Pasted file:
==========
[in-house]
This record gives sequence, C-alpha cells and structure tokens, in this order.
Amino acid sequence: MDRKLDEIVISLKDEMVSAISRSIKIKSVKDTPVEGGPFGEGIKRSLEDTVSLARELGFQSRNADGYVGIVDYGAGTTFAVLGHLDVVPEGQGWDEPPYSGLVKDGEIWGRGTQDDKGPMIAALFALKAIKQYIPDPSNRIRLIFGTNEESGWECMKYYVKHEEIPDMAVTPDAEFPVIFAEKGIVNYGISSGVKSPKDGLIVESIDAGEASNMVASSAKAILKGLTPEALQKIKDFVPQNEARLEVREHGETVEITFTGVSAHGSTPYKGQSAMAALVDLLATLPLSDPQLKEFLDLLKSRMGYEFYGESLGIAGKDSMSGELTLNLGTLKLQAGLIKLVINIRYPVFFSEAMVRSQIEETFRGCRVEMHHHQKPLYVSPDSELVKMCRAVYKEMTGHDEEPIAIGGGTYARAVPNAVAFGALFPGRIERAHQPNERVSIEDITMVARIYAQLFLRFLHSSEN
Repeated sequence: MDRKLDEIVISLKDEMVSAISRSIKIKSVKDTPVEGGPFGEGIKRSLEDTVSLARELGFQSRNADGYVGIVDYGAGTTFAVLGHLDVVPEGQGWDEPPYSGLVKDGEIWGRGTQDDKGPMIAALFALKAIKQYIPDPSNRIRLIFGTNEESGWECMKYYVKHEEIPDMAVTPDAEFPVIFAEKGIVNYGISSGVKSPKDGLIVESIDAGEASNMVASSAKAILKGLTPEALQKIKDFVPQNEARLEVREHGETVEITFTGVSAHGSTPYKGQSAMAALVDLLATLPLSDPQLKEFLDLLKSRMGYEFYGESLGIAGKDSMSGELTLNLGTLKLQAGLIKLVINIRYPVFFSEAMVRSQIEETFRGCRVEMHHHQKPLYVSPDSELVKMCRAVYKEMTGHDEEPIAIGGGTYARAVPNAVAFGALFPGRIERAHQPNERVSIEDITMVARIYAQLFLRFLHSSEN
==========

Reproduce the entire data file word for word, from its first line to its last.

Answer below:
[in-house]
This record gives sequence, C-alpha cells and structure tokens, in this order.
Amino acid sequence: MDRKLDEIVISLKDEMVSAISRSIKIKSVKDTPVEGGPFGEGIKRSLEDTVSLARELGFQSRNADGYVGIVDYGAGTTFAVLGHLDVVPEGQGWDEPPYSGLVKDGEIWGRGTQDDKGPMIAALFALKAIKQYIPDPSNRIRLIFGTNEESGWECMKYYVKHEEIPDMAVTPDAEFPVIFAEKGIVNYGISSGVKSPKDGLIVESIDAGEASNMVASSAKAILKGLTPEALQKIKDFVPQNEARLEVREHGETVEITFTGVSAHGSTPYKGQSAMAALVDLLATLPLSDPQLKEFLDLLKSRMGYEFYGESLGIAGKDSMSGELTLNLGTLKLQAGLIKLVINIRYPVFFSEAMVRSQIEETFRGCRVEMHHHQKPLYVSPDSELVKMCRAVYKEMTGHDEEPIAIGGGTYARAVPNAVAFGALFPGRIERAHQPNERVSIEDITMVARIYAQLFLRFLHSSEN
Repeated sequence: MDRKLDEIVISLKDEMVSAISRSIKIKSVKDTPVEGGPFGEGIKRSLEDTVSLARELGFQSRNADGYVGIVDYGAGTTFAVLGHLDVVPEGQGWDEPPYSGLVKDGEIWGRGTQDDKGPMIAALFALKAIKQYIPDPSNRIRLIFGTNEESGWECMKYYVKHEEIPDMAVTPDAEFPVIFAEKGIVNYGISSGVKSPKDGLIVESIDAGEASNMVASSAKAILKGLTPEALQKIKDFVPQNEARLEVREHGETVEITFTGVSAHGSTPYKGQSAMAALVDLLATLPLSDPQLKEFLDLLKSRMGYEFYGESLGIAGKDSMSGELTLNLGTLKLQAGLIKLVINIRYPVFFSEAMVRSQIEETFRGCRVEMHHHQKPLYVSPDSELVKMCRAVYKEMTGHDEEPIAIGGGTYARAVPNAVAFGALFPGRIERAHQPNERVSIEDITMVARIYAQLFLRFLHSSEN